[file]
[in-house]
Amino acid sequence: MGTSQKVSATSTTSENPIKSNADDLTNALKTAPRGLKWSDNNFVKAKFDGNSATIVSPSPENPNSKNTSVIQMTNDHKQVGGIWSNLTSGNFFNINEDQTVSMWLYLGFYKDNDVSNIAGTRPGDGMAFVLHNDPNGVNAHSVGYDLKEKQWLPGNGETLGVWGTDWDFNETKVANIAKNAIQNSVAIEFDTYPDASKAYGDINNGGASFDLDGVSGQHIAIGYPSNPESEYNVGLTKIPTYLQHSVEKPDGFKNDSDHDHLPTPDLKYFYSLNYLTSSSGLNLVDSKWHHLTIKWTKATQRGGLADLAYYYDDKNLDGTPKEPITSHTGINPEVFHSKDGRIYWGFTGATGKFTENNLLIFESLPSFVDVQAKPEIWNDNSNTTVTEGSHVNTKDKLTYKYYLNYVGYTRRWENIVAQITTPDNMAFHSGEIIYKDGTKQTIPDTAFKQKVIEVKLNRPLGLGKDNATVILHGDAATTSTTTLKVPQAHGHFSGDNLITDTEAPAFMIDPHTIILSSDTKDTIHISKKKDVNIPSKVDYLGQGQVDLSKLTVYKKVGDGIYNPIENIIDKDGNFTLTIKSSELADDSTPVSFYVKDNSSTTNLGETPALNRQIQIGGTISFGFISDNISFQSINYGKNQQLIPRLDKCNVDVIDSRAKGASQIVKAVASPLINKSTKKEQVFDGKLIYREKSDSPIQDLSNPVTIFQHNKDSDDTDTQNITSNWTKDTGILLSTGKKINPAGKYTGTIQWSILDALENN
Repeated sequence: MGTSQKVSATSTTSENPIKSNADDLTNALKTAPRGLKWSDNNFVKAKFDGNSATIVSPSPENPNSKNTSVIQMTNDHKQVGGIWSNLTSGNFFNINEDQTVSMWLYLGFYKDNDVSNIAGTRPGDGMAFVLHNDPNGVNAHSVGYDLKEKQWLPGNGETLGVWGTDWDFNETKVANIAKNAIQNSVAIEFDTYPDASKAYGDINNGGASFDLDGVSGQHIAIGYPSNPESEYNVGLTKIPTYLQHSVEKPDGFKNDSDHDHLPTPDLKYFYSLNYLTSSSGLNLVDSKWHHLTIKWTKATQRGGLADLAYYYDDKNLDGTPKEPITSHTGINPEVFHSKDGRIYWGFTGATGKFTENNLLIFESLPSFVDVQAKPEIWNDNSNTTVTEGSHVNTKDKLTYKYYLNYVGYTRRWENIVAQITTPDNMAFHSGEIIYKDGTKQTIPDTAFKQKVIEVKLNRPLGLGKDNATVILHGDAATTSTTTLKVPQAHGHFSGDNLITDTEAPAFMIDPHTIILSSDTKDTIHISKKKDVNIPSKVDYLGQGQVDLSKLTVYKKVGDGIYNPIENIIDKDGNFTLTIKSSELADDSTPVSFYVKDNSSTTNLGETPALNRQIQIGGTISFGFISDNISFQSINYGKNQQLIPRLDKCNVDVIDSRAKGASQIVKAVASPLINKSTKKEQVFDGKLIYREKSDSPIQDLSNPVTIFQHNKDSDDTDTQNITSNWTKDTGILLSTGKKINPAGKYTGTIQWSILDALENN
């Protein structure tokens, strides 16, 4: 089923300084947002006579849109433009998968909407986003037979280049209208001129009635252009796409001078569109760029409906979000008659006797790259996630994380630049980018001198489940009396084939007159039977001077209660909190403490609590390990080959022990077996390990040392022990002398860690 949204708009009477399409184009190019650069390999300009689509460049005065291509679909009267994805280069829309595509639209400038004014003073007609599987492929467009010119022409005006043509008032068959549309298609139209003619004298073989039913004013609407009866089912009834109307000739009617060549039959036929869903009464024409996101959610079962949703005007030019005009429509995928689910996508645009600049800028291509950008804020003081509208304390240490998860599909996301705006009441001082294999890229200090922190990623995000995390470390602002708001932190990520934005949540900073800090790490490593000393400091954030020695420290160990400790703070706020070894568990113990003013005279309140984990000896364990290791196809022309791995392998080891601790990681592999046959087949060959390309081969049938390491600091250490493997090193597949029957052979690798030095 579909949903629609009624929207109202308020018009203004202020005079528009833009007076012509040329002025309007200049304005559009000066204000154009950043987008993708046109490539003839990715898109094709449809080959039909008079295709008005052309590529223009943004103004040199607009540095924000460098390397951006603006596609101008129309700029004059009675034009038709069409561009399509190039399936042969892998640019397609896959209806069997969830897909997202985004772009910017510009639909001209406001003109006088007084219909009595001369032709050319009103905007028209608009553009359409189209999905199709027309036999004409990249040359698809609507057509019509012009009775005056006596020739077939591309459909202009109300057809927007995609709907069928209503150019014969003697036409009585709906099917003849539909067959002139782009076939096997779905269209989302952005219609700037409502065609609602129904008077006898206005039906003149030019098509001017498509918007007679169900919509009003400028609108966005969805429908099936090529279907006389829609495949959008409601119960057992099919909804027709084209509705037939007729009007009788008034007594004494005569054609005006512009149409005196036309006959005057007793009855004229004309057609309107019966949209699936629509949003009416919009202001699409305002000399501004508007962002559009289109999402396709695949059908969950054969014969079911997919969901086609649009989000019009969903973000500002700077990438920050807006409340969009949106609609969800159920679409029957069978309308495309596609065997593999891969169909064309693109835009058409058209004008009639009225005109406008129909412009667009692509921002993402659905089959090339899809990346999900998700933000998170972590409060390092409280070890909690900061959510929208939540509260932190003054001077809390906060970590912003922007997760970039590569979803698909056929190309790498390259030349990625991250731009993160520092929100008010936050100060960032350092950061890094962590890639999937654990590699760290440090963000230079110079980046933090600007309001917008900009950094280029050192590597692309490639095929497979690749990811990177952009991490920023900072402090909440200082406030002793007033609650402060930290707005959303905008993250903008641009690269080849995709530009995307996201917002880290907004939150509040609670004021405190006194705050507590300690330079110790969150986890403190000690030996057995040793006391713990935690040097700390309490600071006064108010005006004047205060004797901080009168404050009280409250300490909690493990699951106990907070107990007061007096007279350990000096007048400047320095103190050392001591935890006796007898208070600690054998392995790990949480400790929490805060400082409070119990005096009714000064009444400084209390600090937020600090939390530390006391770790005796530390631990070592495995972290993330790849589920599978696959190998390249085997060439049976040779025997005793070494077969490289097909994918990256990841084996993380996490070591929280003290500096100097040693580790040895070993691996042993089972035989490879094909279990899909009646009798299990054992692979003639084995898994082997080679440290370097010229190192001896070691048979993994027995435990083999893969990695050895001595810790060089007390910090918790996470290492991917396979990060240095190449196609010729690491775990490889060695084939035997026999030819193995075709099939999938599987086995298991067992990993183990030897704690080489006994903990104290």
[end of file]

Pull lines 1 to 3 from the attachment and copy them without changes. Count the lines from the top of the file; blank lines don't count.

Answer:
[in-house]
Amino acid sequence: MGTSQKVSATSTTSENPIKSNADDLTNALKTAPRGLKWSDNNFVKAKFDGNSATIVSPSPENPNSKNTSVIQMTNDHKQVGGIWSNLTSGNFFNINEDQTVSMWLYLGFYKDNDVSNIAGTRPGDGMAFVLHNDPNGVNAHSVGYDLKEKQWLPGNGETLGVWGTDWDFNETKVANIAKNAIQNSVAIEFDTYPDASKAYGDINNGGASFDLDGVSGQHIAIGYPSNPESEYNVGLTKIPTYLQHSVEKPDGFKNDSDHDHLPTPDLKYFYSLNYLTSSSGLNLVDSKWHHLTIKWTKATQRGGLADLAYYYDDKNLDGTPKEPITSHTGINPEVFHSKDGRIYWGFTGATGKFTENNLLIFESLPSFVDVQAKPEIWNDNSNTTVTEGSHVNTKDKLTYKYYLNYVGYTRRWENIVAQITTPDNMAFHSGEIIYKDGTKQTIPDTAFKQKVIEVKLNRPLGLGKDNATVILHGDAATTSTTTLKVPQAHGHFSGDNLITDTEAPAFMIDPHTIILSSDTKDTIHISKKKDVNIPSKVDYLGQGQVDLSKLTVYKKVGDGIYNPIENIIDKDGNFTLTIKSSELADDSTPVSFYVKDNSSTTNLGETPALNRQIQIGGTISFGFISDNISFQSINYGKNQQLIPRLDKCNVDVIDSRAKGASQIVKAVASPLINKSTKKEQVFDGKLIYREKSDSPIQDLSNPVTIFQHNKDSDDTDTQNITSNWTKDTGILLSTGKKINPAGKYTGTIQWSILDALENN
Repeated sequence: MGTSQKVSATSTTSENPIKSNADDLTNALKTAPRGLKWSDNNFVKAKFDGNSATIVSPSPENPNSKNTSVIQMTNDHKQVGGIWSNLTSGNFFNINEDQTVSMWLYLGFYKDNDVSNIAGTRPGDGMAFVLHNDPNGVNAHSVGYDLKEKQWLPGNGETLGVWGTDWDFNETKVANIAKNAIQNSVAIEFDTYPDASKAYGDINNGGASFDLDGVSGQHIAIGYPSNPESEYNVGLTKIPTYLQHSVEKPDGFKNDSDHDHLPTPDLKYFYSLNYLTSSSGLNLVDSKWHHLTIKWTKATQRGGLADLAYYYDDKNLDGTPKEPITSHTGINPEVFHSKDGRIYWGFTGATGKFTENNLLIFESLPSFVDVQAKPEIWNDNSNTTVTEGSHVNTKDKLTYKYYLNYVGYTRRWENIVAQITTPDNMAFHSGEIIYKDGTKQTIPDTAFKQKVIEVKLNRPLGLGKDNATVILHGDAATTSTTTLKVPQAHGHFSGDNLITDTEAPAFMIDPHTIILSSDTKDTIHISKKKDVNIPSKVDYLGQGQVDLSKLTVYKKVGDGIYNPIENIIDKDGNFTLTIKSSELADDSTPVSFYVKDNSSTTNLGETPALNRQIQIGGTISFGFISDNISFQSINYGKNQQLIPRLDKCNVDVIDSRAKGASQIVKAVASPLINKSTKKEQVFDGKLIYREKSDSPIQDLSNPVTIFQHNKDSDDTDTQNITSNWTKDTGILLSTGKKINPAGKYTGTIQWSILDALENN